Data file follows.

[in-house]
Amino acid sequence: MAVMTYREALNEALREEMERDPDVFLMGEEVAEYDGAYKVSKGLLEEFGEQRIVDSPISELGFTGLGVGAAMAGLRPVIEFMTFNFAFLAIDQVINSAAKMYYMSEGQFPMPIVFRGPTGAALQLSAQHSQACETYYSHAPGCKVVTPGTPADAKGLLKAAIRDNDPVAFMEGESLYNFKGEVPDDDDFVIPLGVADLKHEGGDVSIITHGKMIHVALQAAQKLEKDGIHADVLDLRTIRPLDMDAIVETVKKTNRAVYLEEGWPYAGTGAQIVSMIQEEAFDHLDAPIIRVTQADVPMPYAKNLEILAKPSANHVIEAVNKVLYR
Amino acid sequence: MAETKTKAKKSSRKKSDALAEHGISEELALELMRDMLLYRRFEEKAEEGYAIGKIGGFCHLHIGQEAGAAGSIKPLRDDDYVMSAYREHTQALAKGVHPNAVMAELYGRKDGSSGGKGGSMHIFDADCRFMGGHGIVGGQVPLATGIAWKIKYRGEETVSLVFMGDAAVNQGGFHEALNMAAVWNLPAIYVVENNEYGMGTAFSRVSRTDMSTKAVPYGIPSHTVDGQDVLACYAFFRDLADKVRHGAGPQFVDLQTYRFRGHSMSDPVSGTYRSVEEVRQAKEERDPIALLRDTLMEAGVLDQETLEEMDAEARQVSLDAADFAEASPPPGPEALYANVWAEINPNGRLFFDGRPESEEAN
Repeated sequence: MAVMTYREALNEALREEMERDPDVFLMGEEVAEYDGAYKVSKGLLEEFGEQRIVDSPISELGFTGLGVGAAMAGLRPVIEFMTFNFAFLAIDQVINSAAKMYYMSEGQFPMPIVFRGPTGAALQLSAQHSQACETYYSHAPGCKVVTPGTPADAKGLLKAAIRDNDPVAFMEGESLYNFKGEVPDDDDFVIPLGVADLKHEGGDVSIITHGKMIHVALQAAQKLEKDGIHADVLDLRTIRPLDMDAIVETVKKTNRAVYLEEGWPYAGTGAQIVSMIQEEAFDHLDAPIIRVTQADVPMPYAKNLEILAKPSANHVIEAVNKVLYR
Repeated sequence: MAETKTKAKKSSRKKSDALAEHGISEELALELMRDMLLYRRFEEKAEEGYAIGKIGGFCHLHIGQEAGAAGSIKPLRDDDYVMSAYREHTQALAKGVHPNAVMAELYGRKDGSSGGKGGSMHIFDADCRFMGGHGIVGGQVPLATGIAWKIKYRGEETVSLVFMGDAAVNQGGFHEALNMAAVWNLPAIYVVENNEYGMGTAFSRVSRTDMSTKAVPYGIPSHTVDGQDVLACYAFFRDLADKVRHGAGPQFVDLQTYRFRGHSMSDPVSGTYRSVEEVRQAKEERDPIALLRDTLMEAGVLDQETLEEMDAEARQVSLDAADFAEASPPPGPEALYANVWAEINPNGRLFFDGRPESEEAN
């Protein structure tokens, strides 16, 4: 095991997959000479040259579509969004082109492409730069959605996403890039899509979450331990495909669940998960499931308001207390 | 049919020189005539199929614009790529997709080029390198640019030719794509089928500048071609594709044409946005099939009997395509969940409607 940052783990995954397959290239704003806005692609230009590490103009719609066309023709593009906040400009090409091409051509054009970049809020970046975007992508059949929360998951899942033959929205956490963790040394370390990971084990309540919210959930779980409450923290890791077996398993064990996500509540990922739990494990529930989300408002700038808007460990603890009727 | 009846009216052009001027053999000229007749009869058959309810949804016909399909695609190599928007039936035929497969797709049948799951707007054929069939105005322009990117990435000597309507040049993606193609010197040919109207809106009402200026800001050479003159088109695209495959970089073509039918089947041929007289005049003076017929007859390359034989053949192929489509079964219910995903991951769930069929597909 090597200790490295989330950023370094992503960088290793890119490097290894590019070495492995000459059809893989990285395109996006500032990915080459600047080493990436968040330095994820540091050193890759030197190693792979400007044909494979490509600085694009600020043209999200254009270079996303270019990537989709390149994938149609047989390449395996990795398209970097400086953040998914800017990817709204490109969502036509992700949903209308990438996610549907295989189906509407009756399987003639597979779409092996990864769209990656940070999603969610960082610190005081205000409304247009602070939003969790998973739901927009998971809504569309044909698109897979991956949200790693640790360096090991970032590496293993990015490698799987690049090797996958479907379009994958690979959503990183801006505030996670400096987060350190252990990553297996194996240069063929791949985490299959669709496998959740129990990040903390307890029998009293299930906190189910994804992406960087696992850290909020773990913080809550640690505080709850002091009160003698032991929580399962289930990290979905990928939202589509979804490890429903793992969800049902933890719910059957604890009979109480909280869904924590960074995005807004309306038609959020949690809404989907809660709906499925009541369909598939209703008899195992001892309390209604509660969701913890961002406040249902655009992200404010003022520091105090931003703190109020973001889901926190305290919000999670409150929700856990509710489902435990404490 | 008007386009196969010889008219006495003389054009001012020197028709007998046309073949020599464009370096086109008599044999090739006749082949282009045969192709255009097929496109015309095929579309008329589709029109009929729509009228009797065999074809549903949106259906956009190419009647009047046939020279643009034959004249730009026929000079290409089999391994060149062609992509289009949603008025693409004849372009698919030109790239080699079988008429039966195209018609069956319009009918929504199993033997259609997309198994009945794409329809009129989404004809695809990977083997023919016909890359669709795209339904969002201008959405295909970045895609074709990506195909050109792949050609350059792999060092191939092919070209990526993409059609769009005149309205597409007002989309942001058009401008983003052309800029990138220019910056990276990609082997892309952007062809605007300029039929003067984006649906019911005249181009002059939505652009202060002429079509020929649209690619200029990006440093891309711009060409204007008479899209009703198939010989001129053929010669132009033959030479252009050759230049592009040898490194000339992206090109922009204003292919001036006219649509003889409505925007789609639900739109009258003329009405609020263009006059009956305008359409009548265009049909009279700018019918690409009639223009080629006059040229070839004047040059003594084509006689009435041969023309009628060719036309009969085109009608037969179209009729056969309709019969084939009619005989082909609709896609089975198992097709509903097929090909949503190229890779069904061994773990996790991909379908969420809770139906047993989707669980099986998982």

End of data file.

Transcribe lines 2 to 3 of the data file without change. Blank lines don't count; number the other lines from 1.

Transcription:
Amino acid sequence: MAVMTYREALNEALREEMERDPDVFLMGEEVAEYDGAYKVSKGLLEEFGEQRIVDSPISELGFTGLGVGAAMAGLRPVIEFMTFNFAFLAIDQVINSAAKMYYMSEGQFPMPIVFRGPTGAALQLSAQHSQACETYYSHAPGCKVVTPGTPADAKGLLKAAIRDNDPVAFMEGESLYNFKGEVPDDDDFVIPLGVADLKHEGGDVSIITHGKMIHVALQAAQKLEKDGIHADVLDLRTIRPLDMDAIVETVKKTNRAVYLEEGWPYAGTGAQIVSMIQEEAFDHLDAPIIRVTQADVPMPYAKNLEILAKPSANHVIEAVNKVLYR
Amino acid sequence: MAETKTKAKKSSRKKSDALAEHGISEELALELMRDMLLYRRFEEKAEEGYAIGKIGGFCHLHIGQEAGAAGSIKPLRDDDYVMSAYREHTQALAKGVHPNAVMAELYGRKDGSSGGKGGSMHIFDADCRFMGGHGIVGGQVPLATGIAWKIKYRGEETVSLVFMGDAAVNQGGFHEALNMAAVWNLPAIYVVENNEYGMGTAFSRVSRTDMSTKAVPYGIPSHTVDGQDVLACYAFFRDLADKVRHGAGPQFVDLQTYRFRGHSMSDPVSGTYRSVEEVRQAKEERDPIALLRDTLMEAGVLDQETLEEMDAEARQVSLDAADFAEASPPPGPEALYANVWAEINPNGRLFFDGRPESEEAN